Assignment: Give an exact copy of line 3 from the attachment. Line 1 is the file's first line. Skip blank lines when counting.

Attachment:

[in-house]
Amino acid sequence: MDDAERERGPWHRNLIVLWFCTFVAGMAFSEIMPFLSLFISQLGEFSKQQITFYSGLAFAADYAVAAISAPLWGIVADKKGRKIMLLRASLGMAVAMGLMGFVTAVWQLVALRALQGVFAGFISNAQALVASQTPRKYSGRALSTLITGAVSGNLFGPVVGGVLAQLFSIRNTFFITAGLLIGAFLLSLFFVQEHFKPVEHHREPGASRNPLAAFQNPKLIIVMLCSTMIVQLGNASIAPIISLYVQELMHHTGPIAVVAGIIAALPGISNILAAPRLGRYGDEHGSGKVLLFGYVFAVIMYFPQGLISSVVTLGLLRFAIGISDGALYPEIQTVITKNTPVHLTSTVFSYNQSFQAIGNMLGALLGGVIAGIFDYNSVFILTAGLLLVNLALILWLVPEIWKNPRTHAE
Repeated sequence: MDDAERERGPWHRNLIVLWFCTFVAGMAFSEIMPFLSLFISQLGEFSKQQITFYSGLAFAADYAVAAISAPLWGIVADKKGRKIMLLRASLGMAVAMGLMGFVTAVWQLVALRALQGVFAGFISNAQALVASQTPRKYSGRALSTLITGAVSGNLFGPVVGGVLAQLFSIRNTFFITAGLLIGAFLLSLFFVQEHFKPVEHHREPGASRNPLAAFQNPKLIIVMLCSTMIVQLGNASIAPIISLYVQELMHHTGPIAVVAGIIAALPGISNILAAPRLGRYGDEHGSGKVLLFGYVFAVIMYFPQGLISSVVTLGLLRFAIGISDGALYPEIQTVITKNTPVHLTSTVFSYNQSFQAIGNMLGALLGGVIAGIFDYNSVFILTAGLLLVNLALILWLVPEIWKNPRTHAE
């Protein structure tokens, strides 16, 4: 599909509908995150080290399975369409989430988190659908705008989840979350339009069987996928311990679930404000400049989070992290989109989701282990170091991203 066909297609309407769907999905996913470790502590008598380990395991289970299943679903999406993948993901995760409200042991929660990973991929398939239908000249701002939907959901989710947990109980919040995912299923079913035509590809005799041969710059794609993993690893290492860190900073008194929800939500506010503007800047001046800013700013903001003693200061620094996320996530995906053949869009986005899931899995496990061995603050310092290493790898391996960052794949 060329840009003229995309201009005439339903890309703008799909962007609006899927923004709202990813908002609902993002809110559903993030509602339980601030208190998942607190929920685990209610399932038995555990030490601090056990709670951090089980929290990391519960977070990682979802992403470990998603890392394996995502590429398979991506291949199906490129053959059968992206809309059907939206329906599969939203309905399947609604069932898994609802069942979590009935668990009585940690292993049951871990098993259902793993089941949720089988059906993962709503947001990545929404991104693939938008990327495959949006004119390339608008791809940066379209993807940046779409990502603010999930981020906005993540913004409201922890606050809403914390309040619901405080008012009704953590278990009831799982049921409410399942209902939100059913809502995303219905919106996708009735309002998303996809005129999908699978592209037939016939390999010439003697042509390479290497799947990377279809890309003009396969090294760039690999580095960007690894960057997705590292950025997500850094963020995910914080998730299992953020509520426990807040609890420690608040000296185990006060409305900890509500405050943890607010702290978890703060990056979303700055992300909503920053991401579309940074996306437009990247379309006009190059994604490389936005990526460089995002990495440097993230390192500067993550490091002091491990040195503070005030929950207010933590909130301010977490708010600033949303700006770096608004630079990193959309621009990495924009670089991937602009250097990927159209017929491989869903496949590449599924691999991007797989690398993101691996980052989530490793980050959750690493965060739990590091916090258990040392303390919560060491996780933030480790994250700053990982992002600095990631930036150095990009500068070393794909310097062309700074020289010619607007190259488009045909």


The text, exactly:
Repeated sequence: MDDAERERGPWHRNLIVLWFCTFVAGMAFSEIMPFLSLFISQLGEFSKQQITFYSGLAFAADYAVAAISAPLWGIVADKKGRKIMLLRASLGMAVAMGLMGFVTAVWQLVALRALQGVFAGFISNAQALVASQTPRKYSGRALSTLITGAVSGNLFGPVVGGVLAQLFSIRNTFFITAGLLIGAFLLSLFFVQEHFKPVEHHREPGASRNPLAAFQNPKLIIVMLCSTMIVQLGNASIAPIISLYVQELMHHTGPIAVVAGIIAALPGISNILAAPRLGRYGDEHGSGKVLLFGYVFAVIMYFPQGLISSVVTLGLLRFAIGISDGALYPEIQTVITKNTPVHLTSTVFSYNQSFQAIGNMLGALLGGVIAGIFDYNSVFILTAGLLLVNLALILWLVPEIWKNPRTHAE